After a month the cabin fever kicked in and I just needed to be out. After a quick phone call to a friend of a friend I ended up having one of the best nights of my life. This resulting in a re-evaluation of my work/life balance and a much healthier approach to things. It also showed me that things weren’t so bad and that no matter where you go, no matter the culture, no matter the language, people are people and at the end of the week people want to let their hair down.
Without a shadow of a doubt, Israel has made me reconsider my whole life. It has changed me in ways that I never could have imagined. I came here expecting this to be a big chapter of my life and to leave a different person, but I never realised just how much I could change whilst still staying exactly the same.
In those darkest of hours when the whole world is starting to become too much, you find your true colours, your true self. In your mind there comes a point where you can quit, you can run away and hide under a stone for the rest of your life or you can stand up, stare your problems in the face and move past them.
A move to another country makes you fiercely independent to an extent I never thought was possible. When you have literally no one around you, what choice do you have but to throw yourself in at the deep end. It forces you to be accountable. It forces you to grow up. It forces you to grow as a person.
In my time here I have grown friendships that will last for the rest of my life and yet in this whole time I’m yet to have a meaningful exchange with a native English speaker. A typical day at work involves Italians, Colombians, Israelis and Armenians in the office, lunch with Germans, and conversation with Russians and French to name but a few. I love that every day I learn something new about the world – this week I discovered that Jews don’t like looking at rainbows because it is apparently God remembering that after Noah he promised not to destroy all of us again.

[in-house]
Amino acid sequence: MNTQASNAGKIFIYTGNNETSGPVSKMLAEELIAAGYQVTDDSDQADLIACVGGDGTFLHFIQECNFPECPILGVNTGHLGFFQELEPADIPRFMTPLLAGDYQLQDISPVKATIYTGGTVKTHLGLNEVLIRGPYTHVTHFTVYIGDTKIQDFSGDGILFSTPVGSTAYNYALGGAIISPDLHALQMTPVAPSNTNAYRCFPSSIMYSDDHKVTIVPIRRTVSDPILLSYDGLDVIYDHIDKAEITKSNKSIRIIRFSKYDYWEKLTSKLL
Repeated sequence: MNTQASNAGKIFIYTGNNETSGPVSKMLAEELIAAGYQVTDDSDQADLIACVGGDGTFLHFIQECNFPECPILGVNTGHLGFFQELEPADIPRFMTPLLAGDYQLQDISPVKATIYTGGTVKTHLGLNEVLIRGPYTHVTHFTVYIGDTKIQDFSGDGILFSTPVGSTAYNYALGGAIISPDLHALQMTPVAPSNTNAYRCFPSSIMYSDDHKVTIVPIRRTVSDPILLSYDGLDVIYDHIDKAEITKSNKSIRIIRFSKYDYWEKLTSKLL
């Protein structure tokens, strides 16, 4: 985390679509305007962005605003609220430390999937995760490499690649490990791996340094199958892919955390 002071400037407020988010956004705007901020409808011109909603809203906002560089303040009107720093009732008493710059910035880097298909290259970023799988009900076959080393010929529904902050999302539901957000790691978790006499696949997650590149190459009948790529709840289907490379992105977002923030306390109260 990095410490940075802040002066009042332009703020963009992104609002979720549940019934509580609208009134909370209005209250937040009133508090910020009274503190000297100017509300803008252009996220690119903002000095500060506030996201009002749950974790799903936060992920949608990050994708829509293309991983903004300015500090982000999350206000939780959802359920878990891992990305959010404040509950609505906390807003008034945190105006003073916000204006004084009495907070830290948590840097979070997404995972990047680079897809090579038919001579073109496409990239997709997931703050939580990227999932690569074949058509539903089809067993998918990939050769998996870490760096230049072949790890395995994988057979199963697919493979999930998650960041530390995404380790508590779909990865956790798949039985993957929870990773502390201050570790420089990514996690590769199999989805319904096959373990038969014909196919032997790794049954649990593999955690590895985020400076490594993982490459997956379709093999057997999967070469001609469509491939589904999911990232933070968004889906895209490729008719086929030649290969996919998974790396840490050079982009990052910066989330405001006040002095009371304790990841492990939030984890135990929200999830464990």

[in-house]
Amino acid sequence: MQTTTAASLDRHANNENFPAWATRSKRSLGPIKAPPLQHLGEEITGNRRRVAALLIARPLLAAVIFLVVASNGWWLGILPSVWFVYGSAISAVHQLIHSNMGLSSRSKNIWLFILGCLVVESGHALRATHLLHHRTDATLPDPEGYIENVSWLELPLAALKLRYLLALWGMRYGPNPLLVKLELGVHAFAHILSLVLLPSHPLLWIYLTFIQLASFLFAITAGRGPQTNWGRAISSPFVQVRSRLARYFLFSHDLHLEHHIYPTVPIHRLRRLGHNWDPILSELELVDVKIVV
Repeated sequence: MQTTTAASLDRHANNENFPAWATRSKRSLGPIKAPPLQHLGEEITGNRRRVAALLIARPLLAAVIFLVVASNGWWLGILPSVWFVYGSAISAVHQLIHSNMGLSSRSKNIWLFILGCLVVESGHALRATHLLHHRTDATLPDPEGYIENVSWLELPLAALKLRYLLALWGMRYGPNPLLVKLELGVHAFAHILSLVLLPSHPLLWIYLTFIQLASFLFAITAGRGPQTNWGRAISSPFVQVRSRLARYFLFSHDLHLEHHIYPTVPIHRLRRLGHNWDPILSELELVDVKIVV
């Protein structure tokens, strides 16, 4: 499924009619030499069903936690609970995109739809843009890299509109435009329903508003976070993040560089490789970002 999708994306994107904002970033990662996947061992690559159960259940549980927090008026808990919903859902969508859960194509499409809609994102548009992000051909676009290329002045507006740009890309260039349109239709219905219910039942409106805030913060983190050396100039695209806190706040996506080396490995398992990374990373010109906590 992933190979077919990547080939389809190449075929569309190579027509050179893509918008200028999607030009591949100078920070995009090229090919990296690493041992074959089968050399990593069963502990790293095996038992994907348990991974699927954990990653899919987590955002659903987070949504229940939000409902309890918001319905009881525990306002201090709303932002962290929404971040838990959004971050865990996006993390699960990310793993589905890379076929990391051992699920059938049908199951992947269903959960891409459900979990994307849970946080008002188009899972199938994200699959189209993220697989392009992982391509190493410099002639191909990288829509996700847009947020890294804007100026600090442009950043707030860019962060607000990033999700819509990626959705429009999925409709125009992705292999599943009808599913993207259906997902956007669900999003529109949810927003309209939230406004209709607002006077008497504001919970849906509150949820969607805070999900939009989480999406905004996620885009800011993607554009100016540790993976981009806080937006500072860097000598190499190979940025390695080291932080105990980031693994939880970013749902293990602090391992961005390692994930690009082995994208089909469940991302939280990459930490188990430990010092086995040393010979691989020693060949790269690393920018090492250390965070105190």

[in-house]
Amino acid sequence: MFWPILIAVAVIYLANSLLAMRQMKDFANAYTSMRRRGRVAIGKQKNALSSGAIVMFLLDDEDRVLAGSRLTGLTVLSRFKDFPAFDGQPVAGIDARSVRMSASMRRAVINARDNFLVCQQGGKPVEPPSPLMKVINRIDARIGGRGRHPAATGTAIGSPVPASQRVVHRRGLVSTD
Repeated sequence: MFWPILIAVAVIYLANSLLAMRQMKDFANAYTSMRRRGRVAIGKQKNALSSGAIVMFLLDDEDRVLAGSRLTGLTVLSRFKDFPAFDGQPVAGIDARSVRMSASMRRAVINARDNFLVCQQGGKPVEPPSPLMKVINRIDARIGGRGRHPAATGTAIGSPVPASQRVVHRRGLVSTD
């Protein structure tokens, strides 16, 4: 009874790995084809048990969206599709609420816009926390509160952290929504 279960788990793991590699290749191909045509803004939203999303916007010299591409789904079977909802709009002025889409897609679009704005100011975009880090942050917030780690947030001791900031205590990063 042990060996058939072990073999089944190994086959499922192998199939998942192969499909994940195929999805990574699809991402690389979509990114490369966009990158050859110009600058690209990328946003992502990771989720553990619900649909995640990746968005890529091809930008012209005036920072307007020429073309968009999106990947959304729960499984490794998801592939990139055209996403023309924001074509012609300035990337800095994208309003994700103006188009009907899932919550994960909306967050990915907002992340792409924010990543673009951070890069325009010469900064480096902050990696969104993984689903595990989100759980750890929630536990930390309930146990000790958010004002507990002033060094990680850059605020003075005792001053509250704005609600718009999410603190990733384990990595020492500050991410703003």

In this time I have learnt that if you want something, then it’s OK to ask. If you’re struggling then it’s OK to ask for help. Fundamentally almost everybody tries to good. Stand in the middle of Tel Aviv with a map and a puzzled face and you’ll be swarmed by little old ladies trying to help even though they can’t speak your language. People ask you for directions and even if you speak only a few words of their language, they’re delighted that you took the time to try.
People are genuinely amazing, fascinating creatures. We all love to listen to a good story and no one has better stories than someone who has lived a different life to your own.
As I look forward towards the next chapter in my life, I look again to a new country and another new continent and once again a new culture. For this is the real truth, so much of our life is dictated by fear, fear of the unknown, fear of leaving the comfortable. But if you are brave enough. If you have the strength to be bold. To take that first step. Then you open yourself to a whole world of possibilities. When the whole world is yours, then why would you ever stay in a place that makes you anything less than happy. The hardest part of any journal is the first step.